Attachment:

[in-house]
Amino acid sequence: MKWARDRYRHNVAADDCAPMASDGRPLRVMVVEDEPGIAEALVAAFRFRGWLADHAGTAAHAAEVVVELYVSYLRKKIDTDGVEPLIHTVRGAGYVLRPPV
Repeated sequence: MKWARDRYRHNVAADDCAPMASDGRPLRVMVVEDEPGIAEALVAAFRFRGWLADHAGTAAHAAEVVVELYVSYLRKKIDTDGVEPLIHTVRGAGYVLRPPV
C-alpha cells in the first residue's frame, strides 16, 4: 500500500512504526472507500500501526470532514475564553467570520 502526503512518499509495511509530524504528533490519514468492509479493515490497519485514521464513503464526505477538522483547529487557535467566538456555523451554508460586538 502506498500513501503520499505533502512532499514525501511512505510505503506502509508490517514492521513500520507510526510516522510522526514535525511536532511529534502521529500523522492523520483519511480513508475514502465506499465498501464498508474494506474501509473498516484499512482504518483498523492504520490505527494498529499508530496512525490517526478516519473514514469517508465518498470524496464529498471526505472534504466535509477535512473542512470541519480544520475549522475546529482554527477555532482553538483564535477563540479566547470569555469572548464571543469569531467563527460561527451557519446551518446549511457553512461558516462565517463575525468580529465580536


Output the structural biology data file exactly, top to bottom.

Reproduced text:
[in-house]
Amino acid sequence: MKWARDRYRHNVAADDCAPMASDGRPLRVMVVEDEPGIAEALVAAFRFRGWLADHAGTAAHAAEVVVELYVSYLRKKIDTDGVEPLIHTVRGAGYVLRPPV
Repeated sequence: MKWARDRYRHNVAADDCAPMASDGRPLRVMVVEDEPGIAEALVAAFRFRGWLADHAGTAAHAAEVVVELYVSYLRKKIDTDGVEPLIHTVRGAGYVLRPPV
C-alpha cells in the first residue's frame, strides 16, 4: 500500500512504526472507500500501526470532514475564553467570520 502526503512518499509495511509530524504528533490519514468492509479493515490497519485514521464513503464526505477538522483547529487557535467566538456555523451554508460586538 502506498500513501503520499505533502512532499514525501511512505510505503506502509508490517514492521513500520507510526510516522510522526514535525511536532511529534502521529500523522492523520483519511480513508475514502465506499465498501464498508474494506474501509473498516484499512482504518483498523492504520490505527494498529499508530496512525490517526478516519473514514469517508465518498470524496464529498471526505472534504466535509477535512473542512470541519480544520475549522475546529482554527477555532482553538483564535477563540479566547470569555469572548464571543469569531467563527460561527451557519446551518446549511457553512461558516462565517463575525468580529465580536